Themes and Meanings

(Critical Guide to British Fiction)

Waugh once explained to Sykes that he had in mind five ideas when writing The Loved One: to render from his memories of Hollywood a scene with “over-excitement”—that is to say, with macabre exaggeration; to prove that English and American personalities are so incompatible that “never the twain shall meet”; to show that Americans are all “exiles uprooted, transplanted and doomed to sterility”; and to warn “European raiders who come for the spoils” of America, among them English writers who venture to make a fortune in Mollywood, that they will be lucky if they reach home with their loot. The final idea—one not so obvious—is mememto mori, remember death (or, “remember that you must die”).

This sober theme may be overlooked by readers who regard The Loved One merely as an antic satire on Southern Californian absurdities, especially those concerning funerary practices at Forest Lawn. Yet Waugh, a convert to Catholicism, is indeed serious in asserting that one purpose of the novel is to thrust before his readers the death’s-head, the grim reminder of their mortality. In his preface, he calls the novel “a nightmare and in parts, perhaps, somewhat gruesome.” He goes on to advise: “The squeamish should return their copies to the library or the bookstore unread.” Contemporary readers are unlikely to be as “squeamish” as those of 1948, because they have since been inured by more graphic examples of the macabre through television and motion pictures. Nevertheless, Waugh’s intention is not simply to titillate his audience with nightmares but also to startle the more complacent of them into thinking about reverence for life.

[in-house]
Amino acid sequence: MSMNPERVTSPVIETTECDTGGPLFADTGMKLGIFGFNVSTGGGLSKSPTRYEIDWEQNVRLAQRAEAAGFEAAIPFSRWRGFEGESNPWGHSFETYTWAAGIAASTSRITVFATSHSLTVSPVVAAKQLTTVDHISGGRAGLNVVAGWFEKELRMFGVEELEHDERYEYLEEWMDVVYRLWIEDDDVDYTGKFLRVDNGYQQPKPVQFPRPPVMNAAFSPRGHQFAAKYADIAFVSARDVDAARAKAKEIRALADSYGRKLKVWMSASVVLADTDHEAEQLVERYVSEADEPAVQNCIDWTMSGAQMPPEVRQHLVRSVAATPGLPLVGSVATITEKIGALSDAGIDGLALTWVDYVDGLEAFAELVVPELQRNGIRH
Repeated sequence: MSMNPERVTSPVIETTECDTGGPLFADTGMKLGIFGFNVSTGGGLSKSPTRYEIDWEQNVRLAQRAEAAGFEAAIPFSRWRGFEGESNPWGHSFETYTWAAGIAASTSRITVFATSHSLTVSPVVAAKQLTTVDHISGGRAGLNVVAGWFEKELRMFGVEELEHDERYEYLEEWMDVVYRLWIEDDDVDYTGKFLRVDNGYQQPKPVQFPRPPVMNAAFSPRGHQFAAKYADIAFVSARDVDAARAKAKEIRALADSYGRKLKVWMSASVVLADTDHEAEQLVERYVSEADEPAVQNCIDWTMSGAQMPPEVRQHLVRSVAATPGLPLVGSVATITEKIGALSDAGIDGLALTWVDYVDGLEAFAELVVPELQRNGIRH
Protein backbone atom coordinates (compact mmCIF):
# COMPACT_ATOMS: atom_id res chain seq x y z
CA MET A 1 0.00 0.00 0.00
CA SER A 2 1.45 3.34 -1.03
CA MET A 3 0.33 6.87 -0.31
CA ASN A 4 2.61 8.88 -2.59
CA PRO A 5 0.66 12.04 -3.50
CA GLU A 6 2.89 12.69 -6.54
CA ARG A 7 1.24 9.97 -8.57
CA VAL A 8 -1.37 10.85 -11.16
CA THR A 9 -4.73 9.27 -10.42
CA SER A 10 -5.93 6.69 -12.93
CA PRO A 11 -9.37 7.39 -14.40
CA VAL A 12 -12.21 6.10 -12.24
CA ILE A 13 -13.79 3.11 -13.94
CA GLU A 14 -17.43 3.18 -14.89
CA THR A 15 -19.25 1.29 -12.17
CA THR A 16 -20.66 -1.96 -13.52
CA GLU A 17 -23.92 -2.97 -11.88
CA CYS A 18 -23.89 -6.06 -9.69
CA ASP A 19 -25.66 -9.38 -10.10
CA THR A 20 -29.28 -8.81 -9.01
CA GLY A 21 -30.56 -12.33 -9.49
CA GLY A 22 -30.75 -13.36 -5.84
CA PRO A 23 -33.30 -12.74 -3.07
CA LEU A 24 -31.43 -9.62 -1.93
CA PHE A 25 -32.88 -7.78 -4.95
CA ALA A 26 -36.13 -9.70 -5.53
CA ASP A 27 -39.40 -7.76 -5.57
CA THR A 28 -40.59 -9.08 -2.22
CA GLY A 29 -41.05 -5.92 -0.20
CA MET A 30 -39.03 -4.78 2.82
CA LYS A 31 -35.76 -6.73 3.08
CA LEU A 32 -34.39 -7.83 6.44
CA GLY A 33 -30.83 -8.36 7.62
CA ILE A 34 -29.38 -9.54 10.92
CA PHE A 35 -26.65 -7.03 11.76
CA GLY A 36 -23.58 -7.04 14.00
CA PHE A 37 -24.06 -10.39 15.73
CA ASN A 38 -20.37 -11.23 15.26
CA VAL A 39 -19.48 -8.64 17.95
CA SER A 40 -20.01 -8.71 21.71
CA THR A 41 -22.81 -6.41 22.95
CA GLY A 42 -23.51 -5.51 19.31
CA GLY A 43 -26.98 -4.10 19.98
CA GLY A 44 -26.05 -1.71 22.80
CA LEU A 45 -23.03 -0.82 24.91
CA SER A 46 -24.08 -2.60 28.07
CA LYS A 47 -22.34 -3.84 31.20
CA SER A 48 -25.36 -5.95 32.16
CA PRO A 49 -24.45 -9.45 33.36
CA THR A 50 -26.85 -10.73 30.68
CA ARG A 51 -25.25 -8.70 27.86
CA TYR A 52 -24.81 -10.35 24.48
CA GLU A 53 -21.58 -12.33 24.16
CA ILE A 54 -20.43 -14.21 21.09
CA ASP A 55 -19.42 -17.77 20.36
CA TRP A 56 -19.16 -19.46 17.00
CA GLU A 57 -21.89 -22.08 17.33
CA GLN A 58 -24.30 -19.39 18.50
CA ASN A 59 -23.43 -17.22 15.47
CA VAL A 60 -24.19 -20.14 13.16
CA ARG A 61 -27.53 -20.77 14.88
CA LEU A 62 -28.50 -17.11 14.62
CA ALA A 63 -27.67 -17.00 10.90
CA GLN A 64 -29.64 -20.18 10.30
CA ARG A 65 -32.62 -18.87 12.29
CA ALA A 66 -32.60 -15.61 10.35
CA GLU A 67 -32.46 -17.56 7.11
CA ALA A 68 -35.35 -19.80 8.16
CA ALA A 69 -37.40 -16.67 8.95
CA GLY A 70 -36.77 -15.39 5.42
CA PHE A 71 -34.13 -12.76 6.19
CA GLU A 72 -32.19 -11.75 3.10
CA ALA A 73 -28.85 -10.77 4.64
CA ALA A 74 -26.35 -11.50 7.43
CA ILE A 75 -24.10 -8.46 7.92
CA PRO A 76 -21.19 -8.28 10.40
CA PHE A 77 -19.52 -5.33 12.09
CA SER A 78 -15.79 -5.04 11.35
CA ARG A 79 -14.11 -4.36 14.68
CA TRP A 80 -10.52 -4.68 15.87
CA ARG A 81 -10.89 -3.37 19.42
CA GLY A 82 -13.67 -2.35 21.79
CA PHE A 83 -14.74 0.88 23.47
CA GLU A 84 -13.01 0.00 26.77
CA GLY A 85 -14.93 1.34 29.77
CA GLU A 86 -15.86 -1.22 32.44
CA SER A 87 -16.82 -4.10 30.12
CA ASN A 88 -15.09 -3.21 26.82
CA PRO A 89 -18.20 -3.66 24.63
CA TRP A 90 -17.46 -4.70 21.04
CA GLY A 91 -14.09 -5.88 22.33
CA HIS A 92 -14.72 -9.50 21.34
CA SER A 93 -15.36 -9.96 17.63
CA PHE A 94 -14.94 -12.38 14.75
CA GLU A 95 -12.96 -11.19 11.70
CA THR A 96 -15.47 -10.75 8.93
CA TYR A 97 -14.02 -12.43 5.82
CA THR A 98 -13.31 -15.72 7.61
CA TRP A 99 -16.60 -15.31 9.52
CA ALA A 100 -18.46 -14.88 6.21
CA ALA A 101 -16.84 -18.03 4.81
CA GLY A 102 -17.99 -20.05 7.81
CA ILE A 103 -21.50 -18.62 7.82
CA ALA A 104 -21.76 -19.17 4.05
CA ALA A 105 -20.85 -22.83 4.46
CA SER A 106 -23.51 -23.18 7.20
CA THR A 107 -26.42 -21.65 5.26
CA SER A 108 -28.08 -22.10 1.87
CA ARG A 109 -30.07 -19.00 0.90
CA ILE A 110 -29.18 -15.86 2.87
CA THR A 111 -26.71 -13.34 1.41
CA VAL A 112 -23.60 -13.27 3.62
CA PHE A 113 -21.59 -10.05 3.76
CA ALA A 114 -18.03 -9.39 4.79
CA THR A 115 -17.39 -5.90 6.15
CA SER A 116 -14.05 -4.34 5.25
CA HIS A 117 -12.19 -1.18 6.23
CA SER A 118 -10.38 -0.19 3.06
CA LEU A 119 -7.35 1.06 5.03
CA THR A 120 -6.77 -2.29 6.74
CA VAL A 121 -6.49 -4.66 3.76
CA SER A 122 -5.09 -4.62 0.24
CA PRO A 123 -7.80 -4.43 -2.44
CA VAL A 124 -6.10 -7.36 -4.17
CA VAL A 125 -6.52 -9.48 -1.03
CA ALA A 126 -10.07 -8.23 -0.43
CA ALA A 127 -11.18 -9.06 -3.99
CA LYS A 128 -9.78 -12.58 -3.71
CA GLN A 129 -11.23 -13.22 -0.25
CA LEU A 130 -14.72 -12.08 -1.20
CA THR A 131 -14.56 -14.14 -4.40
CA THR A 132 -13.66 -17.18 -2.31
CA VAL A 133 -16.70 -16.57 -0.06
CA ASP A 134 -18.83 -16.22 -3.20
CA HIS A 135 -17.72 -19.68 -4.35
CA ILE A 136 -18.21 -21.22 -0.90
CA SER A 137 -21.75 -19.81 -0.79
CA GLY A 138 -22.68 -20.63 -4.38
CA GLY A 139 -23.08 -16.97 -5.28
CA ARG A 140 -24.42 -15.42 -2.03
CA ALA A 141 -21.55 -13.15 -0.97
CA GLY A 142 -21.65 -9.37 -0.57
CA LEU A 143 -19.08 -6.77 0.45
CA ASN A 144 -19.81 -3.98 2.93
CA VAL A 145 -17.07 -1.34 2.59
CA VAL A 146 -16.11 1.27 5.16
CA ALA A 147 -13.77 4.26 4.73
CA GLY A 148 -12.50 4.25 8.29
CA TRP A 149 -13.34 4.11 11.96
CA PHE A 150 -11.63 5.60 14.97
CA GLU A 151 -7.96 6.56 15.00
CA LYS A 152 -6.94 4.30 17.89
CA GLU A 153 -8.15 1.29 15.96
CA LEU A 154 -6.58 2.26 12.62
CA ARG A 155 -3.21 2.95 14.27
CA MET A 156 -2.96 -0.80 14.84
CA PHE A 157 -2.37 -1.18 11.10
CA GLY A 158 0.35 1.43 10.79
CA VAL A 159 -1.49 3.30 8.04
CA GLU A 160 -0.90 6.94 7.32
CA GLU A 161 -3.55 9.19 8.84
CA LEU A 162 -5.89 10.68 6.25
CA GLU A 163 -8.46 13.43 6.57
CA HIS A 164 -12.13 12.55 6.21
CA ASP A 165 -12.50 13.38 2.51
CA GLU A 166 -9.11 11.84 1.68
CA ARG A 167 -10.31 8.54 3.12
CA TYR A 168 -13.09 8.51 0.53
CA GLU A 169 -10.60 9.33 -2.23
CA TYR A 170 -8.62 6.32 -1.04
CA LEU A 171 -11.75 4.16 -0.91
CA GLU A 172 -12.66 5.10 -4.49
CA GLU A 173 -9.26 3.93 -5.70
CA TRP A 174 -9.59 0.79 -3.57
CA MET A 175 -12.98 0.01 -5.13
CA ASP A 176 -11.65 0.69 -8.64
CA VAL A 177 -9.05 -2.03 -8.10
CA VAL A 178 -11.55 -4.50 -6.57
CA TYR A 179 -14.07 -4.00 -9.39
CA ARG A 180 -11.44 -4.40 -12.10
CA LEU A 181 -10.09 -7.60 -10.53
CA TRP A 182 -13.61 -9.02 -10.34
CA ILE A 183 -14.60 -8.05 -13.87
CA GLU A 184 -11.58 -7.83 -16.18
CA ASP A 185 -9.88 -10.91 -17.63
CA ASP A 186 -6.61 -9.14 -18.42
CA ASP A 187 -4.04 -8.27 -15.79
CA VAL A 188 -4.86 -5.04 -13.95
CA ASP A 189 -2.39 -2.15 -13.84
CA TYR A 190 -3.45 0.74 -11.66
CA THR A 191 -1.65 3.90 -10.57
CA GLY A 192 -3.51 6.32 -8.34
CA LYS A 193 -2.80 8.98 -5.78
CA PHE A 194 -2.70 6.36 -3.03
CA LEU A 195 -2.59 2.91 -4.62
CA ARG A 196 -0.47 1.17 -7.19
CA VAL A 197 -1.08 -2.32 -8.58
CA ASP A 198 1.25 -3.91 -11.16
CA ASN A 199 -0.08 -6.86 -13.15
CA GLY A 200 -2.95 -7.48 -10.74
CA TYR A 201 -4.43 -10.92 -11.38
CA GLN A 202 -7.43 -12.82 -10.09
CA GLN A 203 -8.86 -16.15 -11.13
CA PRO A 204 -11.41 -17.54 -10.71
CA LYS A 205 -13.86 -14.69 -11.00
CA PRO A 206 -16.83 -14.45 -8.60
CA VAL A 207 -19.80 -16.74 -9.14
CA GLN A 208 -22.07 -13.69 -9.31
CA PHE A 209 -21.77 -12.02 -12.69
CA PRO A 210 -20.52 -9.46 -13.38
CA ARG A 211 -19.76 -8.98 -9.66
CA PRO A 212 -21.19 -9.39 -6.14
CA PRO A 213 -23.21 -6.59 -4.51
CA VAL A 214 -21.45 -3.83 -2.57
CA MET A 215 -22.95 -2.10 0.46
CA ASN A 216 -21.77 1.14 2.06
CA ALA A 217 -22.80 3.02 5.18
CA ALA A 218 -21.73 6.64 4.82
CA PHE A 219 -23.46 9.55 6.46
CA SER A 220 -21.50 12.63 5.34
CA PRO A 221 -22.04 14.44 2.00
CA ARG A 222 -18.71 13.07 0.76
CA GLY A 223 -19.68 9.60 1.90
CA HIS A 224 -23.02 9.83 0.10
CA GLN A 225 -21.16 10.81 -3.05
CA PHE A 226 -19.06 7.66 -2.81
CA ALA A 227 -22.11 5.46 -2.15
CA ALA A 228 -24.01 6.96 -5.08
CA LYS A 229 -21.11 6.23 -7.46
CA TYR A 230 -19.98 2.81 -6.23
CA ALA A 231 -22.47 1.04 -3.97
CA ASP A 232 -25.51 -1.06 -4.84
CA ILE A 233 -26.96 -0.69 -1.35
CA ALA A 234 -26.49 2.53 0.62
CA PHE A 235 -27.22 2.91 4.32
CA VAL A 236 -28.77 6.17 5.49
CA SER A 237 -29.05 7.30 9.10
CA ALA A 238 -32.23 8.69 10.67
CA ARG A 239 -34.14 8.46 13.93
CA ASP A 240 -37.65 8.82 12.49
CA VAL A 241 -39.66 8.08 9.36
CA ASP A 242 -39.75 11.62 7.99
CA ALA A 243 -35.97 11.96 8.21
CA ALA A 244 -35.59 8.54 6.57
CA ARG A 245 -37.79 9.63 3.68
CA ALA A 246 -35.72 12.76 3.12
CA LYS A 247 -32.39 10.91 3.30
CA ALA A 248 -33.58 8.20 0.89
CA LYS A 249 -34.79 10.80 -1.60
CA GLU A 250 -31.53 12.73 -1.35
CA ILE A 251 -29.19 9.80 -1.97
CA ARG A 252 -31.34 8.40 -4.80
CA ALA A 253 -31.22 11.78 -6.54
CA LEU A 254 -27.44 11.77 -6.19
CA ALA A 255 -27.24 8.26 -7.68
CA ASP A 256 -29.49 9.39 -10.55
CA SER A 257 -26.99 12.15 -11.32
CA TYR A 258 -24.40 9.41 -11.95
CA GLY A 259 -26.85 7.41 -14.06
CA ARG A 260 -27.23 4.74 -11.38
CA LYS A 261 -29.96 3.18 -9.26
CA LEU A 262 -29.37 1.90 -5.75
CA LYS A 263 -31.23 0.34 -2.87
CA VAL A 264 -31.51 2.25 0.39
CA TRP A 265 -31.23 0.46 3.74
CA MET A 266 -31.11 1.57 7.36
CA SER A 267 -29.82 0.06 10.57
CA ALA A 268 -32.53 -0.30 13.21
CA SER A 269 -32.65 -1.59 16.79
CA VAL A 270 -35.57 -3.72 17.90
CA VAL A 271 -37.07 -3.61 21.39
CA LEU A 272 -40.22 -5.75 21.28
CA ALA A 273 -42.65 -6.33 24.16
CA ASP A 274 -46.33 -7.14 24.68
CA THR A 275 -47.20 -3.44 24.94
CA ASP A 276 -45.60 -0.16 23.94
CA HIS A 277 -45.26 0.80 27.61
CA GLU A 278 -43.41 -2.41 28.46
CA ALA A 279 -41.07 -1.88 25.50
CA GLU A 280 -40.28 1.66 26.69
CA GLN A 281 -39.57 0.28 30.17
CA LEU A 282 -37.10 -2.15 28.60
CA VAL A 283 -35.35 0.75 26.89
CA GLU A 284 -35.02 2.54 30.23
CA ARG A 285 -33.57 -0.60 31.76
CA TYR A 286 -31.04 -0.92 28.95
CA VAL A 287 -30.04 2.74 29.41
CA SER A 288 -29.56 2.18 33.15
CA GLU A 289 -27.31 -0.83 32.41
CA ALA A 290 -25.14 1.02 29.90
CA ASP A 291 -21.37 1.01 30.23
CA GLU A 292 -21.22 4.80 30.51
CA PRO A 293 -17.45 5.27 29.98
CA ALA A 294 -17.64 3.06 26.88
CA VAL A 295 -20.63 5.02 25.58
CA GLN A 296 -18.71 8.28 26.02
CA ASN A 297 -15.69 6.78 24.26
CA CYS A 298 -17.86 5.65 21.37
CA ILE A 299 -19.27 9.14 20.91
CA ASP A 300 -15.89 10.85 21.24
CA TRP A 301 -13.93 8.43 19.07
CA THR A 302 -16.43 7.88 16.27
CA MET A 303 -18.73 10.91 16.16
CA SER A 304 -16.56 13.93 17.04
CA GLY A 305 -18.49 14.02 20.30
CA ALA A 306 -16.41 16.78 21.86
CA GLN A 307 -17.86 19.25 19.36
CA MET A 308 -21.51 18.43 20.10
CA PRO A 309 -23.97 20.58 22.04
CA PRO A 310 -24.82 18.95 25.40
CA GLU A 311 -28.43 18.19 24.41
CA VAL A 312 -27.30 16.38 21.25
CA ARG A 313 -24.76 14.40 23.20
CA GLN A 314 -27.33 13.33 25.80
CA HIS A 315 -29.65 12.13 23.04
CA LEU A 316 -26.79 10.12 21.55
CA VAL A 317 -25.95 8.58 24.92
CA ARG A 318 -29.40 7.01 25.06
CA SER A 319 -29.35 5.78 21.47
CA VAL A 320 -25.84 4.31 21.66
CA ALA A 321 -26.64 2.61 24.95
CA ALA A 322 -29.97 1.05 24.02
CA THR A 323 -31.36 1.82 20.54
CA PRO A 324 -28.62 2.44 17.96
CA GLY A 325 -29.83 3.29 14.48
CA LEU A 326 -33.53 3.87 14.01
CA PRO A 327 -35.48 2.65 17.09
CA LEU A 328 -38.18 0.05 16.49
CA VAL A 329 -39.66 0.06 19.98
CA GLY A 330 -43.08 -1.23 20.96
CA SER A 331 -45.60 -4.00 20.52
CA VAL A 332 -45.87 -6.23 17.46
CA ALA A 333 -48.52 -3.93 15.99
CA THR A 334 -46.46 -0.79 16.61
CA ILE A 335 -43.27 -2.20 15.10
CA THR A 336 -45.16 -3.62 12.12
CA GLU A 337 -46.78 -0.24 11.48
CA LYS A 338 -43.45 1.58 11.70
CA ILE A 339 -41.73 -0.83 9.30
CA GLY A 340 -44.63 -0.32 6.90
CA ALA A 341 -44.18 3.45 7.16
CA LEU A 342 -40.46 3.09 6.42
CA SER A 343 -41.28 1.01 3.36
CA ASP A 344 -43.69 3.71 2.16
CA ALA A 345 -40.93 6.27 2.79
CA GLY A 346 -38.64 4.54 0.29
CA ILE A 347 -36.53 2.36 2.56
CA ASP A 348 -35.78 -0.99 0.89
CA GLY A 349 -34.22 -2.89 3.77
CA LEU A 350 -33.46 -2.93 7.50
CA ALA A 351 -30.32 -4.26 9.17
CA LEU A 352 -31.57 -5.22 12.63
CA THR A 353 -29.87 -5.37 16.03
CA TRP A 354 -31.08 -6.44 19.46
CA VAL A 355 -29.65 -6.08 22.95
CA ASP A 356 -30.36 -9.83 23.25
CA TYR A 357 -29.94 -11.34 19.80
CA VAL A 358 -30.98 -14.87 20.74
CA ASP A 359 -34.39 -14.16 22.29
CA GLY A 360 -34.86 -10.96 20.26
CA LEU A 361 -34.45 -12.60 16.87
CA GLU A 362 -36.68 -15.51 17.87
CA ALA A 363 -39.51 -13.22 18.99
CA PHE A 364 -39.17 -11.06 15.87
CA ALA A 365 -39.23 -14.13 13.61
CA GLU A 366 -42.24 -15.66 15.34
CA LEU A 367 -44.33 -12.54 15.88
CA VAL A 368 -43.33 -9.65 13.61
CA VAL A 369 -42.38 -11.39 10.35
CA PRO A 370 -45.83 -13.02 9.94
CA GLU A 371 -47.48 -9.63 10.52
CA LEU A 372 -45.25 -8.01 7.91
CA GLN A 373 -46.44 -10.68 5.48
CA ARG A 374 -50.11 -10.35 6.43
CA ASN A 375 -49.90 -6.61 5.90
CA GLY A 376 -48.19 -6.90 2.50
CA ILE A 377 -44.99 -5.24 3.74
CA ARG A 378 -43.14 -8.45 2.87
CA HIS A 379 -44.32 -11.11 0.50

The two cemeteries treated in The Loved One—Whispering Glades, for humans, and The Happier Hunting Ground, for animals—are,...

(The entire section is 748 words.)